What does your vision for personal success look like?
The definition of personal success is different for everyone, right? So to define yours, imagine that you’re on your deathbed. You have lived to old age, and your exhausted body is succumbing, breath by breath, to the decisive blow.
In your final interval of clarity, you take the opportunity to reflect on your life: your memories, your loved ones, the ambitions you’ve fulfilled, and the dreams you never pursued. Did you live your values?
Would your future Self be reassured by the path you’re on today?
What about the decisions you’re making, your priorities, your daily routine . . . or lack thereof? Or would this more experienced and wiser you look back with regret at your inability to set your goals into action?
What can you do to more closely align your values with your “personal success” vision and reclaim your sense of true purpose?
Here Are 4 Tips to Help You Define Your Personal Success and Move Toward a Restored Sense of Self
1. Don’t waste your time.
Realize that your time is valuable, just as valuable as anyone else’s. Don’t waste your time procrastinating or putting other people’s desires and needs before your own. Did you know that you can only truly be of service when you’re not emotionally in need of thank yous or other forms of validation?
Purposeful individuals recognize the importance of their time, the “save yourself first” rule we are so familiar with but often tend to neglect. The habits of successful people reflect this awareness.
2. Commit to your values.
What do you value most? Commitment can be a scary proposition if you’ve never allowed yourself to ask this question. Take a moment and think about how to align your life with your values.
Your refusal to clarify personal values and your ensuing fear of commitment may stem from an addiction to a “feel-good state” that keeps you constantly looking forward to the result of gaining approval.
But remember . . . when you commit to something, you’re not committing to an elusive goal in the distant future. You commit to your values on a daily basis. Commitment is cumulative. It happens in small steps . . . not in leaps and bounds.
The need to feel good about yourself can be compulsive. If you don’t have a Healthy Sense of Self, this feel-good state is rewarded through gaining approval from others. When this happens, you know you’re functioning as your Substitute Sense of Self (SSoS).
If you’re living from your false self instead of your true Self, committing to something may be experienced as a high-risk situation. What if you have to skip an opportunity to gain someone’s approval? And that feel-good state you crave?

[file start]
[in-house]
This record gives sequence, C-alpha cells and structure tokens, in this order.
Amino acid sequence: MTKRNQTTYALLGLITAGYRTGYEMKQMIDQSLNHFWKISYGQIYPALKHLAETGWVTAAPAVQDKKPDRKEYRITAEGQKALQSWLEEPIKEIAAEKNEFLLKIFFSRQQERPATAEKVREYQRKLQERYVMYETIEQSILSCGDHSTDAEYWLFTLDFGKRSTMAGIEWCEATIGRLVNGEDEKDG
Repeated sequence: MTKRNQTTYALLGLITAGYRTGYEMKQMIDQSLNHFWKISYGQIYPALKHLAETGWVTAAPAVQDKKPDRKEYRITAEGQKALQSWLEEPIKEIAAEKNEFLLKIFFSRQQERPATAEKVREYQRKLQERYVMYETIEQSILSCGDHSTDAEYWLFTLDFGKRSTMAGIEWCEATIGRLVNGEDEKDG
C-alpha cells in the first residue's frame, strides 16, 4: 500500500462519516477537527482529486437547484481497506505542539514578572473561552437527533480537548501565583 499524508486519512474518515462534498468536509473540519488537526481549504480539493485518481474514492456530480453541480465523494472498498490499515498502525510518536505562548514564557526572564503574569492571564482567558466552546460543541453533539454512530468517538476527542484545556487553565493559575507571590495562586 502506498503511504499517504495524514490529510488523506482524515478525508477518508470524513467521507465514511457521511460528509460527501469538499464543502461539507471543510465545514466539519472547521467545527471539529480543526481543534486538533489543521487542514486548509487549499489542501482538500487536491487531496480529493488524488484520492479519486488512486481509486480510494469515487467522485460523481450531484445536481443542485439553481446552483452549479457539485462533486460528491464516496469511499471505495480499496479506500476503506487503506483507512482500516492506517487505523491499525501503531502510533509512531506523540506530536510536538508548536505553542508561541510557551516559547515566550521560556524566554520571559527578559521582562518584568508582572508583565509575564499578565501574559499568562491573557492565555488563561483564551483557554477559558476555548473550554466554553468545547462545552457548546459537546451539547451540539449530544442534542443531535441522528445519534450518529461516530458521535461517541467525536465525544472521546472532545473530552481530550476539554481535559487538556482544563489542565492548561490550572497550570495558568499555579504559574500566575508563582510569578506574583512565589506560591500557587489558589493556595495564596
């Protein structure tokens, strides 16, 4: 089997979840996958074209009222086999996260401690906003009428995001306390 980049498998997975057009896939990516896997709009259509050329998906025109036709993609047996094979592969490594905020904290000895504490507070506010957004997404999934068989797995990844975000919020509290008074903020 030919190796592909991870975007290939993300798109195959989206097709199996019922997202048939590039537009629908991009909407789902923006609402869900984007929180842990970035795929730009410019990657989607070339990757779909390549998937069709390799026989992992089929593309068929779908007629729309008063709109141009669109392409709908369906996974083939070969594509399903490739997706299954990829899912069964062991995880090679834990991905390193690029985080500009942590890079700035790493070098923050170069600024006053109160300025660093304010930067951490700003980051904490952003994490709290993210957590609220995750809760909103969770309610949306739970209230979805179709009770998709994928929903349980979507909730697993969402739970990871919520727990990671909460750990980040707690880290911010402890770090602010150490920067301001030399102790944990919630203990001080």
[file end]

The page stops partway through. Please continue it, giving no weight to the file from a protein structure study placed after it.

By committing to your values and living your values as you move toward personal success, no risk is too high.
3. Keep a journal of your progress.
Use a journal to help build strong self-awareness and keep track of your progress. Answer two questions every day: What steps did I take today to move towards my goal? If I didn’t take any steps, what can I do differently tomorrow to create the space for taking those steps?
Take a page from martial artist and philosopher Bruce Lee, who determined in his journal that life is an “ever-going process.”
Develop a growth mindset and measure your success by your progress—by how far you’ve traversed toward goal achievement.
4. Recognize that you are a real person, regardless of your level of success.
When you move through life with your Substitute Sense of Self, you’re living with an addiction to the feel-good state. And from here, achieving personal success can feel like an insurmountable challenge.
In your futile hunt for approval, you’ve internalized other people’s opinions on how to be successful in life. You’re always pushing yourself to fulfill impossible ideals and struggling with your “Fear of Annihilation.”
Annihilation can feel like a type of death as it creates an intense sense of ‘not being part of’ that can be compared to nonexistence. The physical body dies only once, though annihilation, as described here, happens repeatedly. This subconscious sense of not existing is experienced as terror, which keeps a person anxiously trying to live up to the conditions that promise approval . . . – Antoinetta Vogels, The Motivation Cure
Quite the dismal outlook. But consider the possibility of an alternative path: one where you choose life over death. Where you accept that you exist as a real person . . . independent of your accomplishments.
Furthermore, when you work to cultivate a Natural Sense of Self, you develop your ability to eliminate the hidden agenda. You overcome the misleading promise of feeling-good-about-self, get rid of limiting beliefs, and define your success instead of letting others dictate it for you.
Ready to start aligning with your core values? Ready for your next step toward personal success.